# Two Sum

## 1: U-nderstand

Understand what the interviewer is asking for by using test cases and questions about the problem.

• Established a set (2-3) of test cases to verify their own solution later.
• Established a set (1-2) of edge cases to verify their solution handles complexities.
• Have fully understood the problem and have no clarifying questions.
• Have you verified any Time/Space Constraints for this problem?
• Could there be no solution for the input parameter ?
• You may assume that each input would have exactly one solution, and you may not use the same element twice.
• What is the time and space complexity?
• Can you come up with an algorithm that is less than O(n2) time complexity?
``````HAPPY CASE
Input: nums = [2,7,11,15], target = 9
Output: [0,1]
Explanation: Because nums + nums == 9, we return [0, 1].

Input: nums = [3,2,4], target = 6
Output: [1,2]

EDGE CASE (Multiple Spaces)
Input: nums = [3,3], target = 6
Output: [0,1]``````

## 2: M-atch

Match what this problem looks like to known categories of problems, e.g. Linked List or Dynamic Programming, and strategies or patterns in those categories.

For Array/Strings, common solution patterns include:

• Sort
• Does sorting help us achieve what we need in order to solve the problem?
• Two pointer solutions (left and right pointer variables)
• Two pointer may help us find the two sum pair that adds up to the target after sorting the array. However we will need a separate array to store the index.
• Storing the elements of the array in a HashMap or a Set
• A hashset will be helpful here, because we can store the missing counterpart of the numbers we had seen.
• Traversing the array with a sliding window
• Will viewing pieces of the input at a time help us?

## 3: P-lan

Plan the solution with appropriate visualizations and pseudocode.

General Idea: Use a hashmap to store the missing counterpart of the numbers we had seen and it's index. We can refer to the hashmap for the index once we find the counterpart.

``````1) Create a hashmap
2) Iterate through the array
1) If we see the counterpart in our hashmap then return the index of the counterpart and current index.
2) Store the counterpart of the number we have seen and current index.``````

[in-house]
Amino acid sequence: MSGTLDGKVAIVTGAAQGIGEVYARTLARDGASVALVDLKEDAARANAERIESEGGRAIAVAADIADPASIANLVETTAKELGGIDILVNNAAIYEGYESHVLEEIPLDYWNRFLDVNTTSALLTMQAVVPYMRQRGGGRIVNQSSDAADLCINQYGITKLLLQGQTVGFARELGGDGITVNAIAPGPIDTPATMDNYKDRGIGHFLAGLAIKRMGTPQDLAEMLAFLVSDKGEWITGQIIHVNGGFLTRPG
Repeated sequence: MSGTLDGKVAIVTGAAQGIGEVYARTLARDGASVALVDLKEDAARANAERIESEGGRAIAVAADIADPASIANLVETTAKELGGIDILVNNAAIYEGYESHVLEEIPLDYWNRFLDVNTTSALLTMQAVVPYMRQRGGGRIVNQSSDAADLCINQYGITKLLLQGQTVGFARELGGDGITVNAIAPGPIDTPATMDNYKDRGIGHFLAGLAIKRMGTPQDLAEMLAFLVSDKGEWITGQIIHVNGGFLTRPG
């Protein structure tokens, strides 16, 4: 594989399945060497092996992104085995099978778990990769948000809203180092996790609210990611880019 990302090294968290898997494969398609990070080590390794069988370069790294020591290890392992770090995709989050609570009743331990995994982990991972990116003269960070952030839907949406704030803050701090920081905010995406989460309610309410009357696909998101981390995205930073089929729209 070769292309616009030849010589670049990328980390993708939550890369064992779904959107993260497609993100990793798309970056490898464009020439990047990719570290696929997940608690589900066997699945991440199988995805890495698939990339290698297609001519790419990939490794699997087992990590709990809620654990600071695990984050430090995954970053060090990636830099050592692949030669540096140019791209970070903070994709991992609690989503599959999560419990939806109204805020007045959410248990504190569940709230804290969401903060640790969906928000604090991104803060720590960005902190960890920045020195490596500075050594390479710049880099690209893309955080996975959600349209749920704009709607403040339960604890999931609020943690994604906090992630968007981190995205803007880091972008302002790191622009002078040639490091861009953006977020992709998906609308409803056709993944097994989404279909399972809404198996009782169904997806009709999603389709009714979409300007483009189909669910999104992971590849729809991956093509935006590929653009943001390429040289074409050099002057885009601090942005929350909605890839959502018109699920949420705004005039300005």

⚠️ Common Mistakes

• Remember to use a hashmap to store the index.

## 4: I-mplement

Implement the code to solve the algorithm.

``````class Solution:
def twoSum(self, nums: List[int], target: int) -> List[int]:
# Create a hashmap
hashmap = dict()

# Iterate through the array
for i, num in enumerate(nums):
# If we see the counterpart in our hashmap then return the index of the counterpart and current index
if num in hashmap:
return [hashmap[num], i]

# Store the counterpart of the number we have seen and current index
hashmap[target-num] = i``````
``````import java.util.HashMap;
import java.util.Map;

class Solution {
public int[] twoSum(int[] nums, int target) {
// Create a hashmap
Map<Integer, Integer> numToIndex = new HashMap<>();

// Iterate through the array
for (int i = 0; i < nums.length; i++) {

// If we see the counterpart in our hashmap then return the index of the counterpart and current index
if (numToIndex.containsKey(target - nums[i])) {
return new int[] {numToIndex.get(target - nums[i]), i};
}

// Store the counterpart of the number we have seen and current index
numToIndex.put(nums[i], i);
}
return new int[] {};
}
}``````

## 5: R-eview

Review the code by running specific example(s) and recording values (watchlist) of your code's variables along the way.

• Trace through your code with an input to check for the expected output
• Catch possible edge cases and off-by-one errors

## 6: E-valuate

Evaluate the performance of your algorithm and state any strong/weak or future potential work.

Assume `N` represents the number of items in the array.

• Time Complexity: O(n), we may need to visit every item in the array to find the two sum pair.
• Space Complexity: O(n), we may need to build a hashmap of each number and it's index.